SCRIPTURE: Ephesians 4:2
Written by: Dr Conrade Yap
Date: August 8th, 2014
"Be completely humble and gentle; be patient, bearing with one another in love." (Ephesians 4:2)
Things new are not necessarily superior. Things of old are not necessarily better.
I remember years ago the excitement at a school. What was life like 50 years ago? What kinds of fashion or things most defined that generation? The unveiling of the time capsule gave present day people a chance to glimpse at the past. After some searching for the actual location, the time capsule was found. When opened, there were old school uniforms, school magazines, books, newspapers namecards, and old photographs. The purpose of the time capsule was to communicate to future generations the life and culture of the times back then. It is usually a very exciting event as people go "woohs" and "wahs" about how life had progressed over the years.
I suppose a typical time capsule to describe our modern fast-paced Western society would comprise of some electronics, DVDs, picture of an electric car, green initiatives, newspapers, electronic tablets, some website pictures, an iPhone and a Samsung, and anything to represent what 2014 looks like. Perhaps we can include web addresses, the way we communicate, social media, and other creative things we can think of. Generally, when we look from a technological angle, things now are way more advanced than things then. This is evident from movies about some futuristic characters zapping through time to land sometime in a historical past. Like the Star Trek IV: The Voyage Home, where the Starship Enterprise had to travel back in time to look for primitive whales in order to save themselves from potential destruction. As the crew traveled 300 years back into the year 1986, they mesmerized earthlings with their advanced communication devices, their technological prowess, and more classy ways of getting things done, like the classic Star Trek "Beam Me Up" effect. As a Star Trek fan, I saw everything from the standpoint of the Star Trek heroes, and becoming amused at the way 1986 people were so "primitive." I lived out a little bit of what CS Lewis had called: "Chronological Snobbery."
In "Surprised by Joy," Lewis was sharing about how modern generations had a tendency to dispense with tradition and claim religion as being old-fashioned and inferior to modernism. Lewis writes:
"Barfield never made me an Anthroposophist, but his counterattacks destroyed forever two elements in my own thought. In the first place he made short work of what I have called my 'chronological snobbery,' the uncritical acceptance of the intellectual climate common to our own age and the assumption that whatever has gone out of date is on that account discredited. You must find why it went out of date." (CS Lewis, Surprised by Joy, Orlando, FL: Harcourt Brace, 1955, 201)
What Lewis was trying to warn us was the uncritical acceptance of things newer over the old. He wanted us to question the assumptions we bring to anything. He reminded us about the folly of discarding the old in favour of anything new. This is a message that becomes more relevant in the light of a generation that worships the latest and the greatest. For if we hold this assumption uncritically, we may even begin to dismiss tradition, the Bible and the Christian faith as "old-fashioned" or "irrelevant."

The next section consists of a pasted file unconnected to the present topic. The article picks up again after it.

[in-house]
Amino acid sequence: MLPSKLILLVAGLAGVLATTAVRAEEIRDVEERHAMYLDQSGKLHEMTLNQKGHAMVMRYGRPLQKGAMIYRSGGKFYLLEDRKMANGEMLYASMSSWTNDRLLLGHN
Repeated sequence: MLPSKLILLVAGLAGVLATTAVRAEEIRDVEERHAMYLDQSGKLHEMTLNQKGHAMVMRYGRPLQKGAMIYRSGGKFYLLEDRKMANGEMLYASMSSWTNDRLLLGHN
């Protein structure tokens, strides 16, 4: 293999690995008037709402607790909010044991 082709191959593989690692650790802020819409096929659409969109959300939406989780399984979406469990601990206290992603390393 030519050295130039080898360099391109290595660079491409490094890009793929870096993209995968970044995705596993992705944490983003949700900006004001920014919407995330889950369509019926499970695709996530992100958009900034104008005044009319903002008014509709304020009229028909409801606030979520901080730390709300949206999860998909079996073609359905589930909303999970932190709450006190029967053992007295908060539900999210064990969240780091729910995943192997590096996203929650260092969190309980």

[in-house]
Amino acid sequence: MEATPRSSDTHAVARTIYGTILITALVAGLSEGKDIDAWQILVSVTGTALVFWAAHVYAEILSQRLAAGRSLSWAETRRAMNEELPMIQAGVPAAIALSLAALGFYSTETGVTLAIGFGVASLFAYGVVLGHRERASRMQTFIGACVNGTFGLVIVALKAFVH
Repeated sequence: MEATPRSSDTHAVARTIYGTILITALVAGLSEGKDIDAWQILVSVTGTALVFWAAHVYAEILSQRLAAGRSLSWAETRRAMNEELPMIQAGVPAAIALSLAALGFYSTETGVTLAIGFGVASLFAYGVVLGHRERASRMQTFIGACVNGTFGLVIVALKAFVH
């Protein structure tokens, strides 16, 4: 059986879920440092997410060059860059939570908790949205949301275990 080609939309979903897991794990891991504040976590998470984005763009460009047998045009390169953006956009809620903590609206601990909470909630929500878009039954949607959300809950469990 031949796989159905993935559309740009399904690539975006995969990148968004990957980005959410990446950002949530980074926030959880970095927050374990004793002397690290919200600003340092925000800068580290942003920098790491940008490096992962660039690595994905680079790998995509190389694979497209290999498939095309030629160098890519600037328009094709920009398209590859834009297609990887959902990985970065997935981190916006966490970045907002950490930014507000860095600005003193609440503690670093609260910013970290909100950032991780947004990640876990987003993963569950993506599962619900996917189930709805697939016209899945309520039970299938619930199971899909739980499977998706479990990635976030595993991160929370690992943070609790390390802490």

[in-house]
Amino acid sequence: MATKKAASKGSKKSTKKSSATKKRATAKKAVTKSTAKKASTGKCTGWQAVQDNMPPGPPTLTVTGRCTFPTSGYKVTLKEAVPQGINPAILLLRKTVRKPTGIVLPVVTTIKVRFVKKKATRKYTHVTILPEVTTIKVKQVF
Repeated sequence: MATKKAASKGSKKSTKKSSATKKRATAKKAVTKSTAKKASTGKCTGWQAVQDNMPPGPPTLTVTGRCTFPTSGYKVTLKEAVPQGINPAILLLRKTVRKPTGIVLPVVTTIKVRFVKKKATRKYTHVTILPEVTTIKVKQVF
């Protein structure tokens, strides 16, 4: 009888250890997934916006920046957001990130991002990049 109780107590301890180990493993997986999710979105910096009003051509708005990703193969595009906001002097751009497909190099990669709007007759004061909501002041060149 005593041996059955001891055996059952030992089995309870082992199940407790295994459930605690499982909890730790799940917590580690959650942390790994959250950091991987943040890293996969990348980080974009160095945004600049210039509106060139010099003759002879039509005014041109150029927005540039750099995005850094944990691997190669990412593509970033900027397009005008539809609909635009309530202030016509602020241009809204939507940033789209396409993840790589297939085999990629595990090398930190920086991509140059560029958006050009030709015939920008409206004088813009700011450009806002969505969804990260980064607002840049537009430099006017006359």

A) Latest and the Greatest?
From worship songs to books, from old devices to the coolest gadgets, we are swamped with marketing and advertisements that entice us to buy bigger, buy newer, and buy greater. People get excited everytime something goes viral. They ask what is the latest fashion in town. They get bored by the old but stimulated by the new. This is manifested very much in the cellphone industry.
When the cellphone revolution took the world by storm more than a decade ago, people change their phones every year. I remember my friends changing phones so regularly that just catching up with them means catching up with what is the latest and greatest cellphone technology. There was the Motorola generation where brick heavy phones were a status symbol. Soon, with texting becoming more popular, Nokia began to dominate with their text intuitive designs. Then came the Blackberrys and the popular mini-keyboards built into phones. This was quickly overtaken by the iconic Apple iPhone. Now Samsung has entered the fray to provide Apple stiff competition. Technology has not only made phones smaller and more powerful, it has also helped bring the cost of ownership down. In technology, the unwritten rule is that the latest-and-the-greatest is usually better and more powerful. For those old-phone diehards, it is difficult to stay away from the new advances simply because they get outmoded and outdated. Not only that, manufacturers will eventually terminate any support for discontinued models. Sooner or later, one would be forced to upgrade.